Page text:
Burden of disease attributable to risk factors in European countries: a scoping literature review

Vanessa Gorasso*, Joana Nazaré Morgado, Periklis Charalampous, Sara M. Pires, Juanita A. Haagsma, João Vasco Santos, Jane Idavain, Che Henry Ngwa, Isabel Noguer, Alicia Padron-Monedero, Rodrigo Sarmiento, Vera Pinheiro, Elena Von der Lippe, Lea Sletting Jakobsen, Brecht Devleesschauwer, Dietrich Plass, The COST Action CA18218 participants

*Corresponding author for this work

Research output: Contribution to journalReview articlepeer-review

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Objectives: Within the framework of the burden of disease (BoD) approach, disease and injury burden estimates attributable to risk factors are a useful guide for policy formulation and priority setting in disease prevention. Considering the important differences in methods, and their impact on burden estimates, we conducted a scoping literature review to: (1) map the BoD assessments including risk factors performed across Europe; and (2) identify the methodological choices in comparative risk assessment (CRA) and risk assessment methods. Methods: We searched multiple literature databases, including grey literature websites and targeted public health agencies websites. Results: A total of 113 studies were included in the synthesis and further divided into independent BoD assessments (54 studies) and studies linked to the Global Burden of Disease (59 papers). Our results showed that the methods used to perform CRA varied substantially across independent European BoD studies. While there were some methodological choices that were more common than others, we did not observe patterns in terms of country, year or risk factor. Each methodological choice can affect the comparability of estimates between and within countries and/or risk factors, since they might significantly influence the quantification of the attributable burden. From our analysis we observed that the use of CRA was less common for some types of risk factors and outcomes. These included environmental and occupational risk factors, which are more likely to use bottom-up approaches for health outcomes where disease envelopes may not be available. Conclusions: Our review also highlighted misreporting, the lack of uncertainty analysis and the under-investigation of causal relationships in BoD studies. Development and use of guidelines for performing and reporting BoD studies will help understand differences, avoid misinterpretations thus improving comparability among estimates. Registration: The study protocol has been registered on PROSPERO, CRD42020177477 (available at: https://www.crd.york.ac.uk/PROSPERO/).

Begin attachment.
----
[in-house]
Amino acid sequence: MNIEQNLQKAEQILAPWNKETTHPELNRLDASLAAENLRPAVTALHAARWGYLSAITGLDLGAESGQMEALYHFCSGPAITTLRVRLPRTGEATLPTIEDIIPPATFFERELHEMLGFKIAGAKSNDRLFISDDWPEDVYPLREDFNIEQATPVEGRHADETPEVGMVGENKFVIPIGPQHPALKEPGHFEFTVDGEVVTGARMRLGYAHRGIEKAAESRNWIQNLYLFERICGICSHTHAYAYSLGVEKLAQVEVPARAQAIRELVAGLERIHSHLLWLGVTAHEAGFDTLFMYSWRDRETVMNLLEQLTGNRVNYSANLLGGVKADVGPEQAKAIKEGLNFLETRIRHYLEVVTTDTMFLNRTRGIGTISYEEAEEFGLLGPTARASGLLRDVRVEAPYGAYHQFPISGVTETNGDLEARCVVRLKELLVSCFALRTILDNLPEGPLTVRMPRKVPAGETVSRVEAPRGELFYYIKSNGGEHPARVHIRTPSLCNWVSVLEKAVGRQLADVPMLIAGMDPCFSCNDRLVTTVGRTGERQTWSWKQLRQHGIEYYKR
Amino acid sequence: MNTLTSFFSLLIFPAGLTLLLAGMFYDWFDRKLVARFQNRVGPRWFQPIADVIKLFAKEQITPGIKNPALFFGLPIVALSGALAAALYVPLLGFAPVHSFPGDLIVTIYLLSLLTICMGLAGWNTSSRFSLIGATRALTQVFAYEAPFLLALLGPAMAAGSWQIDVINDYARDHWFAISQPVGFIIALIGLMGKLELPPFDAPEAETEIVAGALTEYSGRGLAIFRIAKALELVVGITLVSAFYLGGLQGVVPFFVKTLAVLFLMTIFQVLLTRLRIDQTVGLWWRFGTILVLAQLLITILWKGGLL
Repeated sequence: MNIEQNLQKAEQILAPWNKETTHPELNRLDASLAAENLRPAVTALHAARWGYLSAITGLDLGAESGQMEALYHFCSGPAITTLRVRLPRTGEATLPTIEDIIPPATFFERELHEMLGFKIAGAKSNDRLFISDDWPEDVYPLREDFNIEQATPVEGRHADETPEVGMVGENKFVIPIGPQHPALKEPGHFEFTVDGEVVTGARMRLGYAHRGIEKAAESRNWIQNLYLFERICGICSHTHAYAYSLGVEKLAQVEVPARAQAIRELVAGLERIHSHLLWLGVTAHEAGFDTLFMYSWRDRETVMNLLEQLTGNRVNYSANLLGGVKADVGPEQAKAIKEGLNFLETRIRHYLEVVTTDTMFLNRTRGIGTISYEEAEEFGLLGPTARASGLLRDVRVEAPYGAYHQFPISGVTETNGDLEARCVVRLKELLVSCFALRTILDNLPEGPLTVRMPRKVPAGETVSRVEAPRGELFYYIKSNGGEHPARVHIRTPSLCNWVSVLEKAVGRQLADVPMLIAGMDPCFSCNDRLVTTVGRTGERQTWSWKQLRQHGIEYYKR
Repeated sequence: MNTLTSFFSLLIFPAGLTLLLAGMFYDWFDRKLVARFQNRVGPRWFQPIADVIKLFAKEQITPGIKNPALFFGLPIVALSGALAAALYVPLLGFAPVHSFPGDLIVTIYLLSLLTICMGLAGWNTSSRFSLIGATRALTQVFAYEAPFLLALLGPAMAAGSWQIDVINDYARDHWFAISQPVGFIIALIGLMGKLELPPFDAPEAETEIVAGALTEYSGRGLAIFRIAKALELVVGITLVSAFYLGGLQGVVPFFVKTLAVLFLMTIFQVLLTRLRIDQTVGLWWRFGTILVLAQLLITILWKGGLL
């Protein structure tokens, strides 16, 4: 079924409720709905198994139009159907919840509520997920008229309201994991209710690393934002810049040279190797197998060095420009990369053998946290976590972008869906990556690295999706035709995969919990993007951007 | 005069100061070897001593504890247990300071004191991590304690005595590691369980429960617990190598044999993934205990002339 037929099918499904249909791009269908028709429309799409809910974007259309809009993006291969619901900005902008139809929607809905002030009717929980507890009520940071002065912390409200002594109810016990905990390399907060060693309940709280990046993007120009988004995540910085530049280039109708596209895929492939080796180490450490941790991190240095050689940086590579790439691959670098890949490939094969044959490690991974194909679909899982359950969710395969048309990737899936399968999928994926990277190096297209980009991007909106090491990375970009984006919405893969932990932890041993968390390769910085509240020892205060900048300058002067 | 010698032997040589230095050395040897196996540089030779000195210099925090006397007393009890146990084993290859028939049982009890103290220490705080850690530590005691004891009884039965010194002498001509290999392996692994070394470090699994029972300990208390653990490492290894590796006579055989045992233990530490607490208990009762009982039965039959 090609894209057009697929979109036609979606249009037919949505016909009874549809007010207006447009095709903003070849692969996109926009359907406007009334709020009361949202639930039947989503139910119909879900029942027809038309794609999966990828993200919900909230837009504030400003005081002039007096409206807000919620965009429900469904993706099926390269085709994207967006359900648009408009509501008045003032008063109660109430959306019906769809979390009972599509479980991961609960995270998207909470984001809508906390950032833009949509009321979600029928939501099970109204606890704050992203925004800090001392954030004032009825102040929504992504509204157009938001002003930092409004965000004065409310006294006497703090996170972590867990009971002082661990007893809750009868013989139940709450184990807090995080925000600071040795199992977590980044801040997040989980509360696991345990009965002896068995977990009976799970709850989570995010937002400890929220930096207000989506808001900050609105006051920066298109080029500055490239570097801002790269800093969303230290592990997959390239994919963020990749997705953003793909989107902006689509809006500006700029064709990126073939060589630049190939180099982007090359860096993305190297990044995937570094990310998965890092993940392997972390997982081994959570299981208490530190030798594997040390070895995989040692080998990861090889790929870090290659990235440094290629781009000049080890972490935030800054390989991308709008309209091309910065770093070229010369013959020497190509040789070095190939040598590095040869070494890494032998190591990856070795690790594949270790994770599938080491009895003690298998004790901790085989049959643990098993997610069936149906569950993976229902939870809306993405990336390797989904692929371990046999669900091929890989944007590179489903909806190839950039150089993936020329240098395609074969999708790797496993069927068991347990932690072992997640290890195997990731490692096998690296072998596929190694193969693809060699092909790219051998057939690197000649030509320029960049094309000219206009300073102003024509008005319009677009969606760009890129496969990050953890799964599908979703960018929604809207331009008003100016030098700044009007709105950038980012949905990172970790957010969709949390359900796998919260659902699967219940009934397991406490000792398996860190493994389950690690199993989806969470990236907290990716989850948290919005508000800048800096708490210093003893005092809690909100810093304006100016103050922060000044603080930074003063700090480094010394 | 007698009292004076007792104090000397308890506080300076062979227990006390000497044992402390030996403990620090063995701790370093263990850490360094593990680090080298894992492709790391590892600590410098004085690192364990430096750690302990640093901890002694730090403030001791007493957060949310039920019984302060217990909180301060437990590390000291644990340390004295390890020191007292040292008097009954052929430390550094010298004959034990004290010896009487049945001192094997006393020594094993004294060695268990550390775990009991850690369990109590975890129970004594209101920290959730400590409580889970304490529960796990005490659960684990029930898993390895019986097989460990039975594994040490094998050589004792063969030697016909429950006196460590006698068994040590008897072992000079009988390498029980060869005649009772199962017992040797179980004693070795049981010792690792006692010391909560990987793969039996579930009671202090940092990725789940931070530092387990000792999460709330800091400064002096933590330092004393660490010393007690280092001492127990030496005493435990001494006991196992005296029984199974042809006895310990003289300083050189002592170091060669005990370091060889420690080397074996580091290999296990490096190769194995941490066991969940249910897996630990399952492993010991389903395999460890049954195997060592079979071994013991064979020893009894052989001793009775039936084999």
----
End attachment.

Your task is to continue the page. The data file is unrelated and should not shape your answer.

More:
Original languageEnglish
Article number116
JournalArchives of Public Health
Issue number1
Publication statusPublished - 25 Jun 2023


  • burden of disease
  • comparative risk assessment
  • risk factors

ASJC Scopus subject areas

  • Public Health, Environmental and Occupational Health


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